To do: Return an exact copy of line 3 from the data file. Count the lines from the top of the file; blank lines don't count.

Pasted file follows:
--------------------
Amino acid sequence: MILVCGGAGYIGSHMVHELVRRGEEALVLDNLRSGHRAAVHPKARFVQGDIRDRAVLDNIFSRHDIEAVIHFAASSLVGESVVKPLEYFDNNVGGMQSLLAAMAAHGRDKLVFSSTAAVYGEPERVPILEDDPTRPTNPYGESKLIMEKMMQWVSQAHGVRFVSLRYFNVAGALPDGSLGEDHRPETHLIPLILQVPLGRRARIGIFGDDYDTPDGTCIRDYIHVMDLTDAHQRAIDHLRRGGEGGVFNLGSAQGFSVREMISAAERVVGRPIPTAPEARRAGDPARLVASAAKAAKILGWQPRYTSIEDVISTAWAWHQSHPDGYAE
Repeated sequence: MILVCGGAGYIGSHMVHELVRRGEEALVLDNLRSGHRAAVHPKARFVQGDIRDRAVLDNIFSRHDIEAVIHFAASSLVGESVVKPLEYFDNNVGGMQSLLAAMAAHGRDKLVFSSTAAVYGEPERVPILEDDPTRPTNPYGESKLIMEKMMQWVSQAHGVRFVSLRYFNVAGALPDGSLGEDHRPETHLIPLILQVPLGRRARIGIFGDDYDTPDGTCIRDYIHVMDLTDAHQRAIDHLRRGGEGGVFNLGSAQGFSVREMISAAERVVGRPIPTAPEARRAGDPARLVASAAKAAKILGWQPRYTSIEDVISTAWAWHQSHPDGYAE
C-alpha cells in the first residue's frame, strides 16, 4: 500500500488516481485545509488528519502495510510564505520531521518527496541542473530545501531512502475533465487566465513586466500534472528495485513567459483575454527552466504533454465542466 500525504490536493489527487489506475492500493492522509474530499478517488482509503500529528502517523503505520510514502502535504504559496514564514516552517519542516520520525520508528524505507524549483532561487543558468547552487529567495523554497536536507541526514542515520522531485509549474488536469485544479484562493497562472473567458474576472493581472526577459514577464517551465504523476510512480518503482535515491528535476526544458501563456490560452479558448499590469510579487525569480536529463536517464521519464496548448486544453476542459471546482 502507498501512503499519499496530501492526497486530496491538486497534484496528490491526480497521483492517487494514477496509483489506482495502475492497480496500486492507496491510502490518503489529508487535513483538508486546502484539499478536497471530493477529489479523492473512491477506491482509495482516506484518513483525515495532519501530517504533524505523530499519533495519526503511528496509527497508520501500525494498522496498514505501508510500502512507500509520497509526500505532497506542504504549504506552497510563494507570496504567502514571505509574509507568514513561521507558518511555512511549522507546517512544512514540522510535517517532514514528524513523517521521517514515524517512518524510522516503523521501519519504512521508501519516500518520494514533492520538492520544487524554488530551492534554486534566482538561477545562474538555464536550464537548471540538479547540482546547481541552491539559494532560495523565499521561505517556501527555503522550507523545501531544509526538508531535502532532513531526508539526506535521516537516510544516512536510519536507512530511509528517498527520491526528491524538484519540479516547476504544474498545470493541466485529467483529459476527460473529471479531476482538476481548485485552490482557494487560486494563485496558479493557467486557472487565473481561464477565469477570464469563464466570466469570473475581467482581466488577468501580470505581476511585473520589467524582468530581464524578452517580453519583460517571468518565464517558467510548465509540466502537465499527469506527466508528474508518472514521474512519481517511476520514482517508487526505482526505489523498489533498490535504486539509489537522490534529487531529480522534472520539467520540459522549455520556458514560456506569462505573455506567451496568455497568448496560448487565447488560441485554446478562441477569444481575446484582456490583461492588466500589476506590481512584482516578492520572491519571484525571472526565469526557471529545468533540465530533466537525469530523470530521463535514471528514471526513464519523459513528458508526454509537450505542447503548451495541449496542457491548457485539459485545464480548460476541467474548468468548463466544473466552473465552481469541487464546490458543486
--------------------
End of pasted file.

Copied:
C-alpha cells in the first residue's frame, strides 16, 4: 500500500488516481485545509488528519502495510510564505520531521518527496541542473530545501531512502475533465487566465513586466500534472528495485513567459483575454527552466504533454465542466 500525504490536493489527487489506475492500493492522509474530499478517488482509503500529528502517523503505520510514502502535504504559496514564514516552517519542516520520525520508528524505507524549483532561487543558468547552487529567495523554497536536507541526514542515520522531485509549474488536469485544479484562493497562472473567458474576472493581472526577459514577464517551465504523476510512480518503482535515491528535476526544458501563456490560452479558448499590469510579487525569480536529463536517464521519464496548448486544453476542459471546482 502507498501512503499519499496530501492526497486530496491538486497534484496528490491526480497521483492517487494514477496509483489506482495502475492497480496500486492507496491510502490518503489529508487535513483538508486546502484539499478536497471530493477529489479523492473512491477506491482509495482516506484518513483525515495532519501530517504533524505523530499519533495519526503511528496509527497508520501500525494498522496498514505501508510500502512507500509520497509526500505532497506542504504549504506552497510563494507570496504567502514571505509574509507568514513561521507558518511555512511549522507546517512544512514540522510535517517532514514528524513523517521521517514515524517512518524510522516503523521501519519504512521508501519516500518520494514533492520538492520544487524554488530551492534554486534566482538561477545562474538555464536550464537548471540538479547540482546547481541552491539559494532560495523565499521561505517556501527555503522550507523545501531544509526538508531535502532532513531526508539526506535521516537516510544516512536510519536507512530511509528517498527520491526528491524538484519540479516547476504544474498545470493541466485529467483529459476527460473529471479531476482538476481548485485552490482557494487560486494563485496558479493557467486557472487565473481561464477565469477570464469563464466570466469570473475581467482581466488577468501580470505581476511585473520589467524582468530581464524578452517580453519583460517571468518565464517558467510548465509540466502537465499527469506527466508528474508518472514521474512519481517511476520514482517508487526505482526505489523498489533498490535504486539509489537522490534529487531529480522534472520539467520540459522549455520556458514560456506569462505573455506567451496568455497568448496560448487565447488560441485554446478562441477569444481575446484582456490583461492588466500589476506590481512584482516578492520572491519571484525571472526565469526557471529545468533540465530533466537525469530523470530521463535514471528514471526513464519523459513528458508526454509537450505542447503548451495541449496542457491548457485539459485545464480548460476541467474548468468548463466544473466552473465552481469541487464546490458543486